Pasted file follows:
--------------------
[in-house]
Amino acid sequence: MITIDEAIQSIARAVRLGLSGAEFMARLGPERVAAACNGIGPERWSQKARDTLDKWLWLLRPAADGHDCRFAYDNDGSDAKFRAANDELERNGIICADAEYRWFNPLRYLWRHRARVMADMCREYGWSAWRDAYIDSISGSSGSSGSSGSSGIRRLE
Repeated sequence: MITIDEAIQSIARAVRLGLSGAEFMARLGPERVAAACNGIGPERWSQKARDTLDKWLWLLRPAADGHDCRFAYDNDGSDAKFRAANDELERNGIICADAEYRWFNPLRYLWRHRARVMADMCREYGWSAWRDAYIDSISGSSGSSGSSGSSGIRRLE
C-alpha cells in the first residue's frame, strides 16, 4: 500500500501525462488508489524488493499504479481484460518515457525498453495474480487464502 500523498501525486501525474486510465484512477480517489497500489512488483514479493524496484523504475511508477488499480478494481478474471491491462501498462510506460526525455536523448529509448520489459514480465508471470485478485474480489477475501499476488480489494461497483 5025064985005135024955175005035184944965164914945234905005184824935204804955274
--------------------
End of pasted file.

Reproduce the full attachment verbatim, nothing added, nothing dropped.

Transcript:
[in-house]
Amino acid sequence: MITIDEAIQSIARAVRLGLSGAEFMARLGPERVAAACNGIGPERWSQKARDTLDKWLWLLRPAADGHDCRFAYDNDGSDAKFRAANDELERNGIICADAEYRWFNPLRYLWRHRARVMADMCREYGWSAWRDAYIDSISGSSGSSGSSGSSGIRRLE
Repeated sequence: MITIDEAIQSIARAVRLGLSGAEFMARLGPERVAAACNGIGPERWSQKARDTLDKWLWLLRPAADGHDCRFAYDNDGSDAKFRAANDELERNGIICADAEYRWFNPLRYLWRHRARVMADMCREYGWSAWRDAYIDSISGSSGSSGSSGSSGIRRLE
C-alpha cells in the first residue's frame, strides 16, 4: 500500500501525462488508489524488493499504479481484460518515457525498453495474480487464502 500523498501525486501525474486510465484512477480517489497500489512488483514479493524496484523504475511508477488499480478494481478474471491491462501498462510506460526525455536523448529509448520489459514480465508471470485478485474480489477475501499476488480489494461497483 5025064985005135024955175005035184944965164914945234905005184824935204804955274